The benefits of securing a committed workforce and retaining organizational competitive advantage over other organizations are crucial for the success and sustainability of organization and this is increasingly becoming indispensable. One of the essential sources of such competitive advantage according to researchers is the human capital (Bowen and Ostroff, 2004; Cunningham and Sagas, 2004). Being proactive is about taking control to make things happen rather than watching things happen. It involves aspiring and striving to bring about change in the environment and/or oneself to achieve a different future (Bindl and Parker, 2011; Grant and Ashford, 2008).
Extra-role performance, which includes taking charge behaviours, refers to discretionary behaviours (i.e. sportsmanship, civic virtue, and helping behaviour) on the part of the salesperson that are not objectively related to his/her sales productivity Podsakoff, MacKenzie, Paine and Bachrach (2000). Even though taking charge is not part of individual‘s assigned duties, they are still beneficial to the organization, its members and the employees themselves. In the sales context, it has been demonstrated that OCB have a strong, positive, and consistent effect on the evaluation of the employees‘ performance, in several contexts, Podsakoff and MacKenzie, 1994).
One of the arguments used to explain the influence of organizational citizenship behaviour on performance evaluation lies in the mediating effect of affective variables (Podsakoff and MacKenzie, 1994). According to this idea, employees that engage in these behaviours will be rewarded with the positive liking of their supervisors (Lefkowitz, 2000). Despite these arguments, there is still the need to empirically confirm them in the sales context.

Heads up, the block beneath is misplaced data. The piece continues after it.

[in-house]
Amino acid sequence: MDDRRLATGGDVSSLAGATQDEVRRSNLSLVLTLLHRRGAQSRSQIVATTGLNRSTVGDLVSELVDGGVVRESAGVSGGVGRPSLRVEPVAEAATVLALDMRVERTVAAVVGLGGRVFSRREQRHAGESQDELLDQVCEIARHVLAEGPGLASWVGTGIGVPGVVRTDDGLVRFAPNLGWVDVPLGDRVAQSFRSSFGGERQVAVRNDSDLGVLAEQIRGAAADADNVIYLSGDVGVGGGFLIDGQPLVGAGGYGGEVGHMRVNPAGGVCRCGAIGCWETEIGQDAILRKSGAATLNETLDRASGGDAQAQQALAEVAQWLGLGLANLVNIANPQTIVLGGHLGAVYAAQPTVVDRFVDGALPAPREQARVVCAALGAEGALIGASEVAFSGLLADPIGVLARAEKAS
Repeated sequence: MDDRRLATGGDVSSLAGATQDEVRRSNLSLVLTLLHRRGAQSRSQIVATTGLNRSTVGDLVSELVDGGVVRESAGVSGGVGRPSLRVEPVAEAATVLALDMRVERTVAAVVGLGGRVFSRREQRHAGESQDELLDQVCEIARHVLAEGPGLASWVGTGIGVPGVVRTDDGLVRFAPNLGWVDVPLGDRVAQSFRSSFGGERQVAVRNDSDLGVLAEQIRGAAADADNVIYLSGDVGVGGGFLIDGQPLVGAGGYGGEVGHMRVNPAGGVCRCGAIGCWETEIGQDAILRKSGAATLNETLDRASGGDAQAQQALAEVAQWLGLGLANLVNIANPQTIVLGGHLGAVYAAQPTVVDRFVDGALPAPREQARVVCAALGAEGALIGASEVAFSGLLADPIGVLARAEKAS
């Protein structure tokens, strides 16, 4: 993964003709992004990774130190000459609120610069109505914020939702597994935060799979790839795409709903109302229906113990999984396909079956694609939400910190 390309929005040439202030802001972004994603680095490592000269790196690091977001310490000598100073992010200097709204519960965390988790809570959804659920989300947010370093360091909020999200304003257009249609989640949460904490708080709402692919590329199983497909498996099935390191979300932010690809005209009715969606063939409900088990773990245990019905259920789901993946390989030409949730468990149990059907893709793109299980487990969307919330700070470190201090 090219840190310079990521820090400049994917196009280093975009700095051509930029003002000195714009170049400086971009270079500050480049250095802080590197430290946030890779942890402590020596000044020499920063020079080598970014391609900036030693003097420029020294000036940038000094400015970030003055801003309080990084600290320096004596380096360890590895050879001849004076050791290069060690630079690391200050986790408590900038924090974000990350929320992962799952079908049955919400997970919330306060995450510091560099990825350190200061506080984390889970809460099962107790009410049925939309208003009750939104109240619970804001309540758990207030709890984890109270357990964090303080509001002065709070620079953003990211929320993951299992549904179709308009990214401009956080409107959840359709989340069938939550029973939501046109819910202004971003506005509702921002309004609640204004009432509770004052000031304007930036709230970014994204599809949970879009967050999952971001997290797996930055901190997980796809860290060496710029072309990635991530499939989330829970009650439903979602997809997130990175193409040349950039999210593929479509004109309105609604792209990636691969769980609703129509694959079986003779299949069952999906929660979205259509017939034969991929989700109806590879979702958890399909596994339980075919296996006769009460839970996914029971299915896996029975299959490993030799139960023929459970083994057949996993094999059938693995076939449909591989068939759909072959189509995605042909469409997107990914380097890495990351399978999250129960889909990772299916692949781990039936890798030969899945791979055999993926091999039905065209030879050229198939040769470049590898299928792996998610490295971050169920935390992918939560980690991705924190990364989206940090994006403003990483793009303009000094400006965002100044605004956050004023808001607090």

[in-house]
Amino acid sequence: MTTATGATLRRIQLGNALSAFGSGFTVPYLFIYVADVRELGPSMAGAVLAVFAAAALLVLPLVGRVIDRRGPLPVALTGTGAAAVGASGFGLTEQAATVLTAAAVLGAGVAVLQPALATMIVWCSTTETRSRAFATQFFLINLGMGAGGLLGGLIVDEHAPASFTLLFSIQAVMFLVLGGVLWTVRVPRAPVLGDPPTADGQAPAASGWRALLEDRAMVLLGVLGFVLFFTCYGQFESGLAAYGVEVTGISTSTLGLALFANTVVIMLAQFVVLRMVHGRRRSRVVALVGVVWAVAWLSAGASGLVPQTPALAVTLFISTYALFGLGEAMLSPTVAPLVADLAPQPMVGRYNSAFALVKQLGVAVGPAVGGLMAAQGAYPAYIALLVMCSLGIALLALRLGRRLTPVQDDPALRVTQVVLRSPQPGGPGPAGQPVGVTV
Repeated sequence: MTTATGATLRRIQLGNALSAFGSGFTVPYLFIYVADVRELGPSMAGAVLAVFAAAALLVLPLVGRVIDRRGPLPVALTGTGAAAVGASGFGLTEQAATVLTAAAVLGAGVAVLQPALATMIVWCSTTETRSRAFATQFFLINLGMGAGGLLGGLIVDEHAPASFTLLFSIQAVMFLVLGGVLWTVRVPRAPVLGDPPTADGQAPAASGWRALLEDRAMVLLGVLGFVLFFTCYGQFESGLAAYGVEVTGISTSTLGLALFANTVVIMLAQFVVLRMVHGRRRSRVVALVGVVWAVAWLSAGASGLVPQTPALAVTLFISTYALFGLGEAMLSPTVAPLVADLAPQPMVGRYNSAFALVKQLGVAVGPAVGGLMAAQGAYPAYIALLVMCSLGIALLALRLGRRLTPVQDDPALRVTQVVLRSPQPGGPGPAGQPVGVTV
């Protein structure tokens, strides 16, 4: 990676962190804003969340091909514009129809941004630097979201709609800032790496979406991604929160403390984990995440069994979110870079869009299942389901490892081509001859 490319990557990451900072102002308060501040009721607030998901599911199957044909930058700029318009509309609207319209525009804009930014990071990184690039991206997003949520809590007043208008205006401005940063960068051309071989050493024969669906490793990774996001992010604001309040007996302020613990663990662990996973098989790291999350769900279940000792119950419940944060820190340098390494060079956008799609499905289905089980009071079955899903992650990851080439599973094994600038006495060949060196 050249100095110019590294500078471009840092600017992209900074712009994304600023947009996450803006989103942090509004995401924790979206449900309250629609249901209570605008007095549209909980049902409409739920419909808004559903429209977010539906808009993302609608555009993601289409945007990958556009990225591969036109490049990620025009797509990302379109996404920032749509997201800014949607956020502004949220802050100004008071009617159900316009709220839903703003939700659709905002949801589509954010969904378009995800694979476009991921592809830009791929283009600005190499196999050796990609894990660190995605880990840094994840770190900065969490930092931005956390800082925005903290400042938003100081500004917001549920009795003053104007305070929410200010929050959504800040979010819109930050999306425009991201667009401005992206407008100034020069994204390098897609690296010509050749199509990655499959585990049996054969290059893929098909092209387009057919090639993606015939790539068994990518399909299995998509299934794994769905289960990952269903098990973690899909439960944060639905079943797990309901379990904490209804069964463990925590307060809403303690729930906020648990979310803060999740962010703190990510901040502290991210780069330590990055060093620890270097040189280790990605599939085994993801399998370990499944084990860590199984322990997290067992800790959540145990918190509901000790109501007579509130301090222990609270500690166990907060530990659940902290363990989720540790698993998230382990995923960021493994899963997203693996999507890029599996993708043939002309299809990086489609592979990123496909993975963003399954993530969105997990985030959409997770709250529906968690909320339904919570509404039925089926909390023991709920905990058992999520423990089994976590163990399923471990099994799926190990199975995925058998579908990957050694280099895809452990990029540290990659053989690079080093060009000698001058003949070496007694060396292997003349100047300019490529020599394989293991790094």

Recently Parker and Collins (2010) showed through empirical investigations that taking charge can be classified as important extra-role behaviour. Existing studies also provide extensive proof of the diverse ways in which workers express proactive behaviour, including seeking feedback (Ashford, Blatt & VandeWalle, 2003), breaking rules (Morrison, 2006), implementing ideas and solving problems (Parker, Williams, & Turner, 2006), taking initiative in pursuing personal and organizational goals (Frese and Fay, 2001) , taking charge to bringing about change (Morrison and Phelps, 1999) and organizational citizenship behaviour (OCB), (Allen, 2006; Li, Liang, & Crant, 2010; Organ, 1988; Onyishi, 2006). As suggested by these studies, attention to discretionary work behaviour has most often grown out of interest in a particular field. These phenomenon-driven approaches have led to rich array of proactive behaviours that have been important in diverse areas. Recently, focus has shifted to, taking charge, a less researched form of extra role behaviour that is capable of facilitating the initiation of innovative behaviours that are critical to modern organizational competitiveness and sustainability (Morrison & Phleps, 1999). Using both individual-level and contextual predictors, Morrison and Phelps (1999) demonstrated that taking charge behaviours are a function of an employee‘s felt responsibility to change the workplace, their belief in their capacity to perform and the perception of the top management‘s openness to change.